In-Water Vertical Jump
The in-water vertical jump test is a variation of the standing vertical jump, designed specifically for testing water polo players. The participants start from a position of treading water, then pushes up and reaches up as high as they can above the water level.
equipment required: modified Vertec or similar.
pre-test: Explain the test procedures to the subject. Perform screening of health risks and obtain informed consent. Prepare forms and record basic information such as age, height, body weight, gender, test conditions. Perform an appropriate warm-up. See more details of pre-test procedures.
procedure: The jump height measurement device needs to be set up beside the pool, where the water level is such that the players are unable to touch the bottom of the pool. The equipment needs to be calibrated so that it measures the height reached above the water level. From a position of treading water, the player pushes up and reaches up as high as they can above the water. Several attempts should be allowed with adequate rest between each attempt. To calculate relative jump height, you also need to measure upper body length from the hip to the tip of the finger with the arm fully reaching overhead.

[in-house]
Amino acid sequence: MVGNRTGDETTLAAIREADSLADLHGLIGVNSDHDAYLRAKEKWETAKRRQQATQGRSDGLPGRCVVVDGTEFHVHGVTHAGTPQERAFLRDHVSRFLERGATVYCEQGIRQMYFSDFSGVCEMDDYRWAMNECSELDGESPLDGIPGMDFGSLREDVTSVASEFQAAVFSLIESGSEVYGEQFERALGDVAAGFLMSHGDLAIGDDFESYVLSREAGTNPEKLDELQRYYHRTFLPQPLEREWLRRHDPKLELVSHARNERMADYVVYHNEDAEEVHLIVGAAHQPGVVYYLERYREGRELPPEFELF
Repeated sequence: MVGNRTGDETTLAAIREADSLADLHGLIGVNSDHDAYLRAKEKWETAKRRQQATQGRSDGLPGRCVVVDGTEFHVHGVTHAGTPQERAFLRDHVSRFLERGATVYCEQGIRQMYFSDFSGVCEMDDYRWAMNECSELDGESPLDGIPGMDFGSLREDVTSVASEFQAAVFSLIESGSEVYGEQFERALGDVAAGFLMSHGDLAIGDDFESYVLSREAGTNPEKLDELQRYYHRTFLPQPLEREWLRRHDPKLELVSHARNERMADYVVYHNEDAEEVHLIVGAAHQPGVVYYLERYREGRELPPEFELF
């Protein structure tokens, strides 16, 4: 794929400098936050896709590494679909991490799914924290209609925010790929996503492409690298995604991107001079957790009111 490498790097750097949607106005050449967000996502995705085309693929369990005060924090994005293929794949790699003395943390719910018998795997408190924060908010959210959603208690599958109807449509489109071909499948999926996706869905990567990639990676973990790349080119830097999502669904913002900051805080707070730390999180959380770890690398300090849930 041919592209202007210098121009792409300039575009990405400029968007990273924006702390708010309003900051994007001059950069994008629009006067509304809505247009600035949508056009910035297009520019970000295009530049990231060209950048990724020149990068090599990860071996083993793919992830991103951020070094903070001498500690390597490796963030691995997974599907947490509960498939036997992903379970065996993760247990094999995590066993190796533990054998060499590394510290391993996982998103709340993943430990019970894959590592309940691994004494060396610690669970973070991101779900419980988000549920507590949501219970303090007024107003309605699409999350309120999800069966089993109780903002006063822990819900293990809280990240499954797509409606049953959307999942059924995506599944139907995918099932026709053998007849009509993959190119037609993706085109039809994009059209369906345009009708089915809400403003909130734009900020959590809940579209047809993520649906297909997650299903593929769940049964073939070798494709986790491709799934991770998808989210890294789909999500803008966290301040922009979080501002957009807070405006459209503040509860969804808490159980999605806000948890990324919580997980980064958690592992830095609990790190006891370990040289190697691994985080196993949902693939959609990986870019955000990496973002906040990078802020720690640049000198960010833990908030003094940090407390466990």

scoring: Several measurements can be made. One is just the absolute jump height (above water level). This does not account for differences in body length. Another measure is a relative jump value, a percentage score relative to upper body length, using the following equation. A score of 100% means the hips just reached the surface of the water, less then 100% the hips were below the water and above 100% means the hips were above the surface of the water.
relative jump score (%) = [absolute jump height/hip to finger tip] x 100
results: in the study by Tan et al. (2009), the results were an average jump height of 139cm (102% relative score) for Australian National squad players. Platanou (2005) in a sample of Greek water polo players found they were able to reach on average 68.3 +/- 4.6 cm. In 2006, in another study using Greek premier league players he measured average results of 68.6 +/- 5.4 cm (range of 56.5-79.5)
- Platanou, T. (2005). On water and dry land vertical jump in water polo players. Journal of Sports Medicine and Physical Fitness, 45 (1), 26-31.
- Platanou T. Simple ‘In-Water’ Vertical Jump Testing in Water Polo. Kinesiology 38 (2006) 1:57-62.
- Tan F.H., Polglaze T., Dawson B., Cox G. Anthropometric and fitness characteristics of elite Australian female water polo players. J Strength Cond Res 23(5): 1530–1536, 2009
- Procedure for Vertical Jump Testing using the Vertec or just a wall
- All about vertical jump height testing and its variations.
- On land vertical Jump Demonstration Videos
- About vertical jump techniques
- A discussion about the various vertical jump equipment available.
- Apparatus for sale in the vertical jump store